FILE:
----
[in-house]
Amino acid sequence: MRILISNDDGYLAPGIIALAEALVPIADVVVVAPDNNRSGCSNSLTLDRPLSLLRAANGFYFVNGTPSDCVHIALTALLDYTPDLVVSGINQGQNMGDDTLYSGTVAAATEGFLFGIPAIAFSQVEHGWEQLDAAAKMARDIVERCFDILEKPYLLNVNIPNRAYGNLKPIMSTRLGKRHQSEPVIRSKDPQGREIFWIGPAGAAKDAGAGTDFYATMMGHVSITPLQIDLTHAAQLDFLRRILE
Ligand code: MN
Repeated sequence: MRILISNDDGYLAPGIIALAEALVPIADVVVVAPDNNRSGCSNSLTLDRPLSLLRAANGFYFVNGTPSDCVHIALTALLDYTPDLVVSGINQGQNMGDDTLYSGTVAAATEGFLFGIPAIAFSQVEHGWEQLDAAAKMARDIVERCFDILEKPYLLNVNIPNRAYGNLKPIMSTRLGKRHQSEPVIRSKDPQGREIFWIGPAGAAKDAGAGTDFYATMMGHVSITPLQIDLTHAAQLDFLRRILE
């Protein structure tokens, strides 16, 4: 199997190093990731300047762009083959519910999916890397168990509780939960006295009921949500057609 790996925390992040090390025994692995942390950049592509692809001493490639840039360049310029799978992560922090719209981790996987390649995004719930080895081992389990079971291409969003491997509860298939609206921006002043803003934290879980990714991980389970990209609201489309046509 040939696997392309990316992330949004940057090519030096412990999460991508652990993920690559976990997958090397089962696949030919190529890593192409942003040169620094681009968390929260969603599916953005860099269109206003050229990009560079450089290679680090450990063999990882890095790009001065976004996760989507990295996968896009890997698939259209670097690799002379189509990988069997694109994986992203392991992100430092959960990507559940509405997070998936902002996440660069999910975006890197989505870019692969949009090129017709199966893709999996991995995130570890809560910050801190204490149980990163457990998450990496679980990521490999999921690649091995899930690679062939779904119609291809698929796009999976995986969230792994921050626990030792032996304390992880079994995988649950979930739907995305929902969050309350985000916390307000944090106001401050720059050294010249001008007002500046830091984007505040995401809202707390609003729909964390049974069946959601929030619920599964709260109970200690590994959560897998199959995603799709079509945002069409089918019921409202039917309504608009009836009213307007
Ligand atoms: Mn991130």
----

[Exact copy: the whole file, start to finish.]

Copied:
[in-house]
Amino acid sequence: MRILISNDDGYLAPGIIALAEALVPIADVVVVAPDNNRSGCSNSLTLDRPLSLLRAANGFYFVNGTPSDCVHIALTALLDYTPDLVVSGINQGQNMGDDTLYSGTVAAATEGFLFGIPAIAFSQVEHGWEQLDAAAKMARDIVERCFDILEKPYLLNVNIPNRAYGNLKPIMSTRLGKRHQSEPVIRSKDPQGREIFWIGPAGAAKDAGAGTDFYATMMGHVSITPLQIDLTHAAQLDFLRRILE
Ligand code: MN
Repeated sequence: MRILISNDDGYLAPGIIALAEALVPIADVVVVAPDNNRSGCSNSLTLDRPLSLLRAANGFYFVNGTPSDCVHIALTALLDYTPDLVVSGINQGQNMGDDTLYSGTVAAATEGFLFGIPAIAFSQVEHGWEQLDAAAKMARDIVERCFDILEKPYLLNVNIPNRAYGNLKPIMSTRLGKRHQSEPVIRSKDPQGREIFWIGPAGAAKDAGAGTDFYATMMGHVSITPLQIDLTHAAQLDFLRRILE
């Protein structure tokens, strides 16, 4: 199997190093990731300047762009083959519910999916890397168990509780939960006295009921949500057609 790996925390992040090390025994692995942390950049592509692809001493490639840039360049310029799978992560922090719209981790996987390649995004719930080895081992389990079971291409969003491997509860298939609206921006002043803003934290879980990714991980389970990209609201489309046509 040939696997392309990316992330949004940057090519030096412990999460991508652990993920690559976990997958090397089962696949030919190529890593192409942003040169620094681009968390929260969603599916953005860099269109206003050229990009560079450089290679680090450990063999990882890095790009001065976004996760989507990295996968896009890997698939259209670097690799002379189509990988069997694109994986992203392991992100430092959960990507559940509405997070998936902002996440660069999910975006890197989505870019692969949009090129017709199966893709999996991995995130570890809560910050801190204490149980990163457990998450990496679980990521490999999921690649091995899930690679062939779904119609291809698929796009999976995986969230792994921050626990030792032996304390992880079994995988649950979930739907995305929902969050309350985000916390307000944090106001401050720059050294010249001008007002500046830091984007505040995401809202707390609003729909964390049974069946959601929030619920599964709260109970200690590994959560897998199959995603799709079509945002069409089918019921409202039917309504608009009836009213307007
Ligand atoms: Mn991130």